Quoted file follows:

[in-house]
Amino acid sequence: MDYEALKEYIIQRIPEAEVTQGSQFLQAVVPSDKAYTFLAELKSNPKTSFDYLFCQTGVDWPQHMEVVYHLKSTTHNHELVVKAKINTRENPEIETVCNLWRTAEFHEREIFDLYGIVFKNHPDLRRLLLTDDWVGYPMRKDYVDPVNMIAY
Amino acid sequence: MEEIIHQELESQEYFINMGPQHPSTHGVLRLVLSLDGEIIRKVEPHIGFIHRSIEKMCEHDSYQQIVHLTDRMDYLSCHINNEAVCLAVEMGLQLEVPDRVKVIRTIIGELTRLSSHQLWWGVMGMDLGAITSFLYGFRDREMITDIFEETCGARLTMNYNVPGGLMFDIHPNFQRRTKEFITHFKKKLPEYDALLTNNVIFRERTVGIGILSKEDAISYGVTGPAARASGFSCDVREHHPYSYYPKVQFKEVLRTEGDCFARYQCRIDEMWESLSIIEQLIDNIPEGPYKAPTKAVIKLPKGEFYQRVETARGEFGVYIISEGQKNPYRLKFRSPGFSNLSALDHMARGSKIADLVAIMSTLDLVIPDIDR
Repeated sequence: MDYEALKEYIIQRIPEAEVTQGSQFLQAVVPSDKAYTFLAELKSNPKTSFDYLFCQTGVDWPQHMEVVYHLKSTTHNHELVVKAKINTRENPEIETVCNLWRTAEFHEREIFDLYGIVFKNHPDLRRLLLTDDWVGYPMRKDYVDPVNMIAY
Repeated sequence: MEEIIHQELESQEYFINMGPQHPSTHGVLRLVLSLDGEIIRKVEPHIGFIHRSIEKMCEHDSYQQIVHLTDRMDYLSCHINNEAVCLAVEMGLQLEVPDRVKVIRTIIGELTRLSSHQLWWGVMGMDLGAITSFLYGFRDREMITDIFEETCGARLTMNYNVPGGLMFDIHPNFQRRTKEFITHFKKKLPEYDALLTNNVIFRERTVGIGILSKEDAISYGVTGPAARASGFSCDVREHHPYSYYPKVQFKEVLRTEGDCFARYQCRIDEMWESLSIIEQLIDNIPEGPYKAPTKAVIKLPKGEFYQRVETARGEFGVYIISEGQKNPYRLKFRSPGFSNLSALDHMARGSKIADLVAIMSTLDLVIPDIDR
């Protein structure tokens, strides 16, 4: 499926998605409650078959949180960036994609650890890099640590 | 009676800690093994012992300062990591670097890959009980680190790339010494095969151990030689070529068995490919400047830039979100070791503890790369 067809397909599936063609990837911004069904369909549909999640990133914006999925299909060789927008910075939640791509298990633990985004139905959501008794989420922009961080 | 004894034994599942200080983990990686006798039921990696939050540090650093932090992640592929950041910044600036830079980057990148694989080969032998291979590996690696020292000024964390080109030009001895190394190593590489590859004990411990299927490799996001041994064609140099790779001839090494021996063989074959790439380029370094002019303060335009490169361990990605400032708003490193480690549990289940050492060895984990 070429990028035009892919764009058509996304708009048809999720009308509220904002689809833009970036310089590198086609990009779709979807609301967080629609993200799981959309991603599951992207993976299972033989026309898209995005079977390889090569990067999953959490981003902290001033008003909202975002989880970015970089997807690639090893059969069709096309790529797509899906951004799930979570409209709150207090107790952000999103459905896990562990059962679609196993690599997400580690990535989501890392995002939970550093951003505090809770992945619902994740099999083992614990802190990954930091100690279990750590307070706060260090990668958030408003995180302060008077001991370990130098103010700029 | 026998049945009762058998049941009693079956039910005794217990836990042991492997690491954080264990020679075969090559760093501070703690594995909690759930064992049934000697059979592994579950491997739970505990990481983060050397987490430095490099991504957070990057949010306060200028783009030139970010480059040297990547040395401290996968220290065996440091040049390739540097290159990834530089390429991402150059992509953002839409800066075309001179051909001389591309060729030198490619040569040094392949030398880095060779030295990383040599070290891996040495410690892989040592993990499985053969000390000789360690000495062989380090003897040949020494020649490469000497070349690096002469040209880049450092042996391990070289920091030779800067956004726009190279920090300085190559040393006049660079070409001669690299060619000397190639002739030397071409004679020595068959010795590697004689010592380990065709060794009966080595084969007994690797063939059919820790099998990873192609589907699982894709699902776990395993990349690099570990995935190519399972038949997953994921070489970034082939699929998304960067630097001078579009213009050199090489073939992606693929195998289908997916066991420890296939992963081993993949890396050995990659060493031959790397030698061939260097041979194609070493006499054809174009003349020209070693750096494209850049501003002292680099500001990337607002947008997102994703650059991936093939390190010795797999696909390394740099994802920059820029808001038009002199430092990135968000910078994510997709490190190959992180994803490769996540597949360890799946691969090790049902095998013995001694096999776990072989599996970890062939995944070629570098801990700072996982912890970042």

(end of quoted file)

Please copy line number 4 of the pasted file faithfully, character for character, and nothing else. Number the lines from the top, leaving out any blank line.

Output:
Repeated sequence: MDYEALKEYIIQRIPEAEVTQGSQFLQAVVPSDKAYTFLAELKSNPKTSFDYLFCQTGVDWPQHMEVVYHLKSTTHNHELVVKAKINTRENPEIETVCNLWRTAEFHEREIFDLYGIVFKNHPDLRRLLLTDDWVGYPMRKDYVDPVNMIAY